While the theme of the 2013 summer and autumn dramas has been ghosts ('Master's Sun', 'Who Are You - 2013' and 'Cheo Yong: The Paranormal Detective' coming not-so-soon), "I Hear Your Voice" went for a different kind of power. The male lead, Park Soo Ha, has the power to read people's minds. After his father was murdered when he was a child, Soo Ha grew up wanting to repay a big debt to the woman who saved his own life. This woman struggling with her own lack of dreams and loss of faith in people, Jang Hye Seong, is the female lead. Their story unfolds as they are trying to escape a danger from the past while becoming closer and also influencing and being influenced by events and other characters along the way.
Helmed by director Jo Soo-won ('Cheongdam-dong Alice') and written by Park Hye-ryeon ('Dream High'), "I Hear Your Voice" is hard to categorize, as genres in Korean drama tend to come with very specific styles and tropes. A suspense drama would be the closest thing to what it actually feels like, although it never becomes too overbearing. There is romance, there are court procedures, there is action, there is comedy. What this series does well is to tell its story instead of being confined by what it is supposed to be. And it is in this story and its characters where "I Hear Your Voice" truly shines.
Before getting to that, let us take a look at the basics. The plot is mostly solid and while the occasional gaping plot hole and some of the usual drama tropes are still there, they do not sully the overall quality of the series or the things it has to say. Visually, everything looks polished and professional, but it is not really groundbreaking in any way either. The visuals work for what they have to do and so does the sound. Certain lovely touches make this special, such as the very endearing use and display of skinship, both romantic and non.
The very impressive cast lead by Lee Jong-suk and Lee Bo-young does a great job with handling some demanding concepts that are not usually found in dramas. While Yoon Sang-hyun and Lee Da-hee could easily have become character stereotypes, they are just as developed as the leads, making their second lead positions more utilized and justified than in most series out there. Yoon Joo-sang, Kim Kwang-kyu, Kim Hae-sook and others offer quite the powerhouse supporting cast. Jung Woong-in's work as the villain is truly praise worthy, because his character's very nature and realism were things most actors do not have the chance to explore and convey within the confines of the caricature villains mostly found in kdrama. The quality of "I Hear Your Voice", its flow and even its mistakes make for an overall satisfying and quality experience.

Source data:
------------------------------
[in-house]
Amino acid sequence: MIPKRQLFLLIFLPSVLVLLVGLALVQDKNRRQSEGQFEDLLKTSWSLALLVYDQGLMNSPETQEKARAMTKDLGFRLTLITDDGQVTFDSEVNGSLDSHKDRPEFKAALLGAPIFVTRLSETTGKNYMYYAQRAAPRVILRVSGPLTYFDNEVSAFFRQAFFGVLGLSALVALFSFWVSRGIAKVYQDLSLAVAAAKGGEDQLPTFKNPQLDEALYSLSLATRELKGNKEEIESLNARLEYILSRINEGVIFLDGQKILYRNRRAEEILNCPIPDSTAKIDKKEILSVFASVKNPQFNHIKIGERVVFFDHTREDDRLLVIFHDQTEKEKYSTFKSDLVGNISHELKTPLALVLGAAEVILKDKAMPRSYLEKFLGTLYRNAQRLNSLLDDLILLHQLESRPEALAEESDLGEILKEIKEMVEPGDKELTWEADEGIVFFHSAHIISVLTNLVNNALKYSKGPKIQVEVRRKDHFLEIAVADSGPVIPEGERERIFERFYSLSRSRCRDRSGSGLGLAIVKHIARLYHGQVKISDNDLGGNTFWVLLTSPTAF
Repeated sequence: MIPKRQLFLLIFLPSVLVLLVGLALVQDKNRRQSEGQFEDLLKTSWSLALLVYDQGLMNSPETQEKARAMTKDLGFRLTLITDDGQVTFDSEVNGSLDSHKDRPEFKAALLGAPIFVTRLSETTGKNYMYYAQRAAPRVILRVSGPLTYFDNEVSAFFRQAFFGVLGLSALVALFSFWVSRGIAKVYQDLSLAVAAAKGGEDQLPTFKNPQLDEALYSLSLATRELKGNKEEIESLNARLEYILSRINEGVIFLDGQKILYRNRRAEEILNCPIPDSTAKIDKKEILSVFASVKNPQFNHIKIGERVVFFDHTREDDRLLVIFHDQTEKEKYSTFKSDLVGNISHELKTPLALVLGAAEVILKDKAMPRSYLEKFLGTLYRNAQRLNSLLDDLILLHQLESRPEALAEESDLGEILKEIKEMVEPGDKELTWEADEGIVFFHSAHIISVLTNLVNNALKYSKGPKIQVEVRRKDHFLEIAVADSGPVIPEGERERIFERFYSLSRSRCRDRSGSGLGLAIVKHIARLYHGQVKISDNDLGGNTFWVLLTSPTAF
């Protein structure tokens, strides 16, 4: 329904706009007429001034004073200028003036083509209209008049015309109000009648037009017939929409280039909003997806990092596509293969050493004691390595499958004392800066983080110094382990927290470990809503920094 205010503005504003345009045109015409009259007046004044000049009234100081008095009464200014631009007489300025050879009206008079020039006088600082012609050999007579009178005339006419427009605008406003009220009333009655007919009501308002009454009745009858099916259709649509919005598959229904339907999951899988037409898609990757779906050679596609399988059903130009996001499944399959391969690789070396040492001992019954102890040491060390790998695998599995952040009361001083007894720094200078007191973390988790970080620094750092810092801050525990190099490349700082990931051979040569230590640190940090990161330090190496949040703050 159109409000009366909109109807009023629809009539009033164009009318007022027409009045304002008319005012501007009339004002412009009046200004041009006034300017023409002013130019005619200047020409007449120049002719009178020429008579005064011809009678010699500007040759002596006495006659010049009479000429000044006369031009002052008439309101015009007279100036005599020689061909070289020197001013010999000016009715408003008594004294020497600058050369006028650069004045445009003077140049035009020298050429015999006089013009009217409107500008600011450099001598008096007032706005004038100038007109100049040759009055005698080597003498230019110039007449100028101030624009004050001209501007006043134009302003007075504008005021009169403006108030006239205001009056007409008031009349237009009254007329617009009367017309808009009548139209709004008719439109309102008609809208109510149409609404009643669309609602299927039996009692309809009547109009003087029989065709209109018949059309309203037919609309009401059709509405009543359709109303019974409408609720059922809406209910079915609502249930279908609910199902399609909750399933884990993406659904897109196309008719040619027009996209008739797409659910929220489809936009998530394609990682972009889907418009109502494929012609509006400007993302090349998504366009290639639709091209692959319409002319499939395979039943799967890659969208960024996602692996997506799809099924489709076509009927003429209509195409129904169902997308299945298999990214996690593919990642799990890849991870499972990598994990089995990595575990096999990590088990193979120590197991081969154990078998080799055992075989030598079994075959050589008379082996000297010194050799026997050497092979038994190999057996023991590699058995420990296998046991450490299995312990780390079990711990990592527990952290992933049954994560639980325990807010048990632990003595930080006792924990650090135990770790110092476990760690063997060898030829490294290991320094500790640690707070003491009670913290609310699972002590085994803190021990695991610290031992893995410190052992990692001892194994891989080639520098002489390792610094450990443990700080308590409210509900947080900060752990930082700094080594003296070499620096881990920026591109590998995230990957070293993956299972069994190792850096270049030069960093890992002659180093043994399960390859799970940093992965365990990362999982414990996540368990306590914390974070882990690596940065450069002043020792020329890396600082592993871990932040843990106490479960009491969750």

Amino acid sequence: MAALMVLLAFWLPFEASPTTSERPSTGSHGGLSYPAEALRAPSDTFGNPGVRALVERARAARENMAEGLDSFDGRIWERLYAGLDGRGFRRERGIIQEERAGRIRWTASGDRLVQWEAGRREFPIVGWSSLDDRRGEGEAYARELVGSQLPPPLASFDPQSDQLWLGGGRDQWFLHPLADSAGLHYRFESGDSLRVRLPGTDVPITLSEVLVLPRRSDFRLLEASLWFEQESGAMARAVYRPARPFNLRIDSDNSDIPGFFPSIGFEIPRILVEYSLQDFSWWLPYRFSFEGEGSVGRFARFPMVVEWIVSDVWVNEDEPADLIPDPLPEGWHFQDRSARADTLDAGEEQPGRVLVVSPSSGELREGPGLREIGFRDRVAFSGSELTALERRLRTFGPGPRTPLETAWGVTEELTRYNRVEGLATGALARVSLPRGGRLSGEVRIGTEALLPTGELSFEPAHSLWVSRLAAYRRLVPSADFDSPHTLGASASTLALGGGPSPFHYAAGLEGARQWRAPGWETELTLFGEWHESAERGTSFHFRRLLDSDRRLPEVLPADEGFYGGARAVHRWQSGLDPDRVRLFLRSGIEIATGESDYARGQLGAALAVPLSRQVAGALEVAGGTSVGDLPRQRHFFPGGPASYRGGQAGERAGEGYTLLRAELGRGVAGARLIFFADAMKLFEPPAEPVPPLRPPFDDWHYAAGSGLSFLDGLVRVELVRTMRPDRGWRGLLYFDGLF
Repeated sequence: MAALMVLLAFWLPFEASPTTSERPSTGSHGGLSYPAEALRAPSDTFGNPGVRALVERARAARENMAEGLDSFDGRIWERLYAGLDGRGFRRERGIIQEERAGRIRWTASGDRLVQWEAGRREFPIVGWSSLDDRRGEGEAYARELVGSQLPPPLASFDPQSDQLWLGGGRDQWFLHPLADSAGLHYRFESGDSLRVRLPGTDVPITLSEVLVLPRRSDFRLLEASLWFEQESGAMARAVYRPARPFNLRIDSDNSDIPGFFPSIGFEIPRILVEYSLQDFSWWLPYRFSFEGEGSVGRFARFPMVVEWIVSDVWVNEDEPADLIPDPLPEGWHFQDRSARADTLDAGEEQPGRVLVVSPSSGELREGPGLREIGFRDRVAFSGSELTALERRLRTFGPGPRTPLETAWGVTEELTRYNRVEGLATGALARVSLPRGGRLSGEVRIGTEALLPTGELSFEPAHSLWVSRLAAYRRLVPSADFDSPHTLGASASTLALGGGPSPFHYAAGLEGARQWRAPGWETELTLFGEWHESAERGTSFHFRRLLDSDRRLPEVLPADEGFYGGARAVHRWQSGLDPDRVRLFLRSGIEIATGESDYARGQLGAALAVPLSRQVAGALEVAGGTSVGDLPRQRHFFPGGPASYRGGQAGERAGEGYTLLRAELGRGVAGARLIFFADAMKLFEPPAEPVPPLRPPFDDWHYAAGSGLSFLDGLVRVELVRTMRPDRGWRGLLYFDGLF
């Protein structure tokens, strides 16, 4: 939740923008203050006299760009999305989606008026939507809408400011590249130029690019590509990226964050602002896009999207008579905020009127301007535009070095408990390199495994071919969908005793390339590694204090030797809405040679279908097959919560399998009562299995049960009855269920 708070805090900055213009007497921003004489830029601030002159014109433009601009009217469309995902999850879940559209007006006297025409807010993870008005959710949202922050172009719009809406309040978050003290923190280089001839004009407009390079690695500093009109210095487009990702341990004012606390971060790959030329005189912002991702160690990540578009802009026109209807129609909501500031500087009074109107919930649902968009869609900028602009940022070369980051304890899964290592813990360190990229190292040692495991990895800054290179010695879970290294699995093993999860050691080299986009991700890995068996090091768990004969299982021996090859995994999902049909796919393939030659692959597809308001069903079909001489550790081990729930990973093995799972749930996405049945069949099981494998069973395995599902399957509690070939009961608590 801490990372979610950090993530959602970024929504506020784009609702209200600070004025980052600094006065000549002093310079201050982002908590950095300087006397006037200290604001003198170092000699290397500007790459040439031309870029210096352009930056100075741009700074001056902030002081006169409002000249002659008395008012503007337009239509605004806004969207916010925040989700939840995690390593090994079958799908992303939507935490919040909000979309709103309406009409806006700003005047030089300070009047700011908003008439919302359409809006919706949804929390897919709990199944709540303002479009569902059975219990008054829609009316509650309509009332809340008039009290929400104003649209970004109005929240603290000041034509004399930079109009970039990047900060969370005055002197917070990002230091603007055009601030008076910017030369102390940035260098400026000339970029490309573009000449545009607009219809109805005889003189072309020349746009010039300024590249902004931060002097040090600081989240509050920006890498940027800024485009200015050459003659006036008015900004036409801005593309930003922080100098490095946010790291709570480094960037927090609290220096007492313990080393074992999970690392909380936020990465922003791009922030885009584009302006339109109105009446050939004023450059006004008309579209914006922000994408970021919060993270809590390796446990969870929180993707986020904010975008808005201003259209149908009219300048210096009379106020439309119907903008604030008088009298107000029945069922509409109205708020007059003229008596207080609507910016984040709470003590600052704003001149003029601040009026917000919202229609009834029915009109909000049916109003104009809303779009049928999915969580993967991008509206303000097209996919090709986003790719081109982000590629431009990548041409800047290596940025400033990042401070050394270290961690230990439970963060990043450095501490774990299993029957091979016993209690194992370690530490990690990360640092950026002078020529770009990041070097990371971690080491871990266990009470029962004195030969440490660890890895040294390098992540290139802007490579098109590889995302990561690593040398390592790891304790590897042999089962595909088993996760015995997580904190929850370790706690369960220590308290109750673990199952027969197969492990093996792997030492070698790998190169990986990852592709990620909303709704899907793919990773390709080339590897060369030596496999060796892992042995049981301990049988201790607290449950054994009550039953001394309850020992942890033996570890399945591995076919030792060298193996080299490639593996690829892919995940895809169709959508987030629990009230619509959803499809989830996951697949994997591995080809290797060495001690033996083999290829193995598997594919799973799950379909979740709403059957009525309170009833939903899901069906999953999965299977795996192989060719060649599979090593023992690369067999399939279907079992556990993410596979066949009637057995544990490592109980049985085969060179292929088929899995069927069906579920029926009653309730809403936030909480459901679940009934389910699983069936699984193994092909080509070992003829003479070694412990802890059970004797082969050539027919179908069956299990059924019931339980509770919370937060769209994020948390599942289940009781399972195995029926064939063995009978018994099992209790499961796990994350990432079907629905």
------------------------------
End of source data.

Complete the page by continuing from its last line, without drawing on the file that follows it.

However, as mentioned before, the core of this drama's success is in its story and characters. Anyone who has watched enough Korean drama knows that most series are about gaining the sympathy of audiences and getting them to root for something to happen. They are supposed to like the people they see and want them to achieve their goal. While this is the basic prerequisite for enjoying such stories, most dramas do not venture beyond that. They do not call for further and deeper exploration of the characters and events, critical thinking or soul-searching and they are not meant to offer much more than light entertainment.
"I Hear Your Voice" does what few dramas and even movies have accomplished. It asks and helps you to think. To judge yourself and look into your own morality when it comes to concepts like justice, hate, revenge, love and many more. This series is an honest and not bound by excessive melodrama journey into people. Not into the things that happen to them, but into how they perceive them, react to them and are shaped by them and what the essence, rights and wrongs of those thoughts, reactions and changes are.
Regardless of your age or preference in entertainment, "I Hear Your Voice" is worth checking out for its unique contribution to Korean dramas and for the things it will teach you. The series has some good looking leads, romance and some melodrama to satisfy less demanding viewers as well, but going into it for those alone is like going to a beach for the soda kiosk. It's fun, but you would be missing all the beauty.
Written by: Orion from 'Orion's Ramblings'
Vasia, also known as Orion or Ori online, is currently doing opinion pieces and database upkeep. She has a love for good TV and a penchant for rambling in written form. Vasia can be contacted via firstname.lastname@example.org.
"[HanCinema's Drama Review] "I Hear Your Voice""
by HanCinema is licensed under a Creative Commons Attribution-Share Alike 3.0 Unported License.
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